Having a basic knowledge about iguanas will help you decide whether you would really want to have one for a pet or not. This is something you need to seriously and thoroughly think through because having any kind of pet is a commitment and will require time and effort from you. Having a pet is not done simply because it is what all your friends are doing or telling you to do. Especially when it comes to iguanas, it is not really the easiest kind of pet to maintain.

Here is some vital information about iguanas that should help you consider not getting that iguana in the first place, no matter how cute or cool it may seem.

  1. Iguanas require a big investment.

The possibly affordable cost of an iguana is just your initial expense. After that, you need to invest in a special cage for it. Iguanas will require this special type of shelter because they need to live in a space with a special heating device. Moreover, you need to maintain not just the iguana itself, but this special cage that you will purchase for it.

On top of the heating device, you need to carefully select plants, shrubs, or small trees that may be placed inside the cage. The iguana’s home should resemble its natural habitat as closely as possible. There should also be enough for it room to climb and move about. Every now and then, you also need to check the temperature changes to adjust the heating device as needed.

Iguanas are herbivores, so you only need to feed them vegetables. However, these have to be the ones that are high in calcium and abundant in vitamins to ensure their health. You also need to vary the types of vegetables you give them, so that they do not get used to the same kinds of food every day.

If you cannot afford the budget, the time, and the commitment to ensure that you provide the iguana with all these necessities, then perhaps getting one as a pet is not for you.

  1. Iguanas are high-maintenance pets.

Iguanas may look too small and stationary to cause you trouble. However, that is just how they seem. Even if they are often seen or presented as quiet, inactive, and small, they also need to be treated with attention, care, and respect just like other pets. They should not be bothered when resting, picked up carelessly, or ignored like some piece of furniture. Gentle interaction, balanced with allowing them peaceful solitude, will keep them calm and tame.

Their cage and resting spots need to be scrubbed and washed regularly. You also need to take the time to tame them so that the iguana will eventually become manageable, responsive, and comfortable around you.

These practices should be observed daily in order for the iguana to be conditioned early. It is also best to start them off when they are young. You may find it hard to tame or train them once they have grown too old already and have become too restless.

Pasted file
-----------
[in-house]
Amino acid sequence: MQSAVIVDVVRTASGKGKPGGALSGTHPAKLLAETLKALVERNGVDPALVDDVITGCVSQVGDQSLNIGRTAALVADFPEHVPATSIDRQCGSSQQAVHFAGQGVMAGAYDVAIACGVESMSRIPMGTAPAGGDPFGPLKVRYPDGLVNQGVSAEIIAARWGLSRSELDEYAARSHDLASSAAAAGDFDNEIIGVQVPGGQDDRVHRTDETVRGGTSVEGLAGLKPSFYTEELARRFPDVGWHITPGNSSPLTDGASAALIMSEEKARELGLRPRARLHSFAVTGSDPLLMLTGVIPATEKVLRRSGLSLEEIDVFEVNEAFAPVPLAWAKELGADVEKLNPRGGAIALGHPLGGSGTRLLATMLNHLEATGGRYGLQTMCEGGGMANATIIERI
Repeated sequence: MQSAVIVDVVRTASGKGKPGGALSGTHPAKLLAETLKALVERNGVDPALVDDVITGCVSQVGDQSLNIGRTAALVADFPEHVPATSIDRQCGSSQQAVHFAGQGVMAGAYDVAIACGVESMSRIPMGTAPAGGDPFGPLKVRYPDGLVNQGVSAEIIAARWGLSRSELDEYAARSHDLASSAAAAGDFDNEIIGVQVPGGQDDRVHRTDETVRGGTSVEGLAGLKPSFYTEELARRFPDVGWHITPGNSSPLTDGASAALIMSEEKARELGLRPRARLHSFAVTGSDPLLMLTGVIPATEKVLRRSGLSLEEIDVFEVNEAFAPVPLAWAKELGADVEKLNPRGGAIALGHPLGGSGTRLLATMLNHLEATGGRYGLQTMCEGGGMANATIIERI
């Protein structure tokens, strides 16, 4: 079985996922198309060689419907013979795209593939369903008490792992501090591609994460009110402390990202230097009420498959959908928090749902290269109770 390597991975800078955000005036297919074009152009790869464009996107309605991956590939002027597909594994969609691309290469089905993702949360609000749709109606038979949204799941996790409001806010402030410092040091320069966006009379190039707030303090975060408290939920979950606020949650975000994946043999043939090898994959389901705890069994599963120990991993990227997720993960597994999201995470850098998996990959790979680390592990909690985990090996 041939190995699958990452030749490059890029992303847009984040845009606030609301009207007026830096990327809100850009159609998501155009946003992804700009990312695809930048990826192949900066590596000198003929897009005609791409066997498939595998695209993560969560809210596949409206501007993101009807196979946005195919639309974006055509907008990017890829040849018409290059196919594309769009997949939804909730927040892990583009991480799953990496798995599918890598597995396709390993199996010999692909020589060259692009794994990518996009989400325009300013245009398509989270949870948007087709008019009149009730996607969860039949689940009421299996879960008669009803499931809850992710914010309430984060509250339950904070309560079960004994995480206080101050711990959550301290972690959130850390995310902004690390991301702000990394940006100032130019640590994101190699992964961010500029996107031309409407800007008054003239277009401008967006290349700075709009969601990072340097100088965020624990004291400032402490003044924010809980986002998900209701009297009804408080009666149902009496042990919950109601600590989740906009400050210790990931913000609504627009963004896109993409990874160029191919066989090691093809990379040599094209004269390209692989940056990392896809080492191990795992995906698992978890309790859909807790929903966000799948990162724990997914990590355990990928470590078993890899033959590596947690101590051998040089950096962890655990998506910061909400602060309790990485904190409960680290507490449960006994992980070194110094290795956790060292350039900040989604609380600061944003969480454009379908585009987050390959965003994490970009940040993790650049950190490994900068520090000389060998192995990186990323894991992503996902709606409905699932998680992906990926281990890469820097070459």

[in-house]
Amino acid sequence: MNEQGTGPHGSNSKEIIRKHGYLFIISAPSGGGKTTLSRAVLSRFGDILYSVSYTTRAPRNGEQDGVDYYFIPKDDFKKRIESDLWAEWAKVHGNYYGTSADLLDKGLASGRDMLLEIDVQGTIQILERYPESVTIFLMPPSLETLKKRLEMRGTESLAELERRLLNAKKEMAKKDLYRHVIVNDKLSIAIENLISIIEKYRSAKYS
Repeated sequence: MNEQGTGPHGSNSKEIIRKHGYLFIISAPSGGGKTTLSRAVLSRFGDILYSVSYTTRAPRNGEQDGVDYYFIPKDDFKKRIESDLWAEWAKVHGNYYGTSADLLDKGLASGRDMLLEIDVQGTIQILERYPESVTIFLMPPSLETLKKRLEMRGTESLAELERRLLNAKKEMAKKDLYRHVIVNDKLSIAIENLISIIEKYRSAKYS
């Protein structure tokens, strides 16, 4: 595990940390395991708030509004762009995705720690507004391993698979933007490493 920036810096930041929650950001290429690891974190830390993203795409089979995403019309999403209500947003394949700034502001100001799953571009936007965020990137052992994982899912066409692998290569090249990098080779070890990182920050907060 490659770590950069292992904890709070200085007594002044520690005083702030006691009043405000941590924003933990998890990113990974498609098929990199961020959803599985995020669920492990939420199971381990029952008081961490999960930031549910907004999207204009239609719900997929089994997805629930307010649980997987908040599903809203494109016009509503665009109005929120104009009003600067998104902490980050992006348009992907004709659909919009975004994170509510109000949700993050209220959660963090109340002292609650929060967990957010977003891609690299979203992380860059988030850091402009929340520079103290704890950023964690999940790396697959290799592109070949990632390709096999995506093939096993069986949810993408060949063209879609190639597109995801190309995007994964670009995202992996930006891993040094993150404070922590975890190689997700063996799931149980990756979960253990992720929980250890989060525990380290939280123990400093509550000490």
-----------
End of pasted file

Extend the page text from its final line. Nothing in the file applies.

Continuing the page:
1. Iguanas are not for cuddling.

You cannot pet and hug your iguana and baby them like you do with dogs, cats, or bunnies. Although you can allow them to rest on your shoulder or on your arm, you still have to be careful and make sure that they are already tame enough by the time you try this. 

If you try having this kind of physical contact with an untamed iguana, they are likely to resist by biting or scratching you to avoid contact. In which case, it is also important that you discuss with your vet what first aid steps you should take should an iguana attack you. This is, clearly, another important factor you need to consider before getting an iguana.

  1. Iguanas are not socially adequate.

No matter how hard you try and no matter how friendly your other pets are in the house, you are not likely to see any kind of friendship between your iguana and other pets. Iguanas become defensive because they perceive other animals as predators. Even if it is a friendly dog or a fluffy rabbit kindly approaching them, your iguana might coldly run away, or worse, attack.

In terms of size, iguanas are not as big as dogs or fully-grown cats, especially the younger iguanas. Moreover, their colors are not always bright, and they may blend in with their surroundings. Because of this, they may end up getting trampled, trapped, or injured when the bigger pets are playing or running around. Children may also step on them or unknowingly injure them when closing doors or cabinets. This is why you might find iguanas by themselves in quiet and inconspicuous corners or spots in the house, particularly those that are higher than your line of vision.

  1. Iguanas are not suitable as pets for small children.

When your child expresses any desire to have an iguana for a pet, do everything you can to pacify them and convince them it is not a good pet to have at their age. Carefully explain to them why this is so – highlight the fact that reptiles are much more complicated to maintain and that they are not friendly to children.

Encourage them instead to learn how to properly care for more typical pets, and tell them that they will do better with them than with iguanas.

Now, consider the points above and decide whether to get an iguana or not.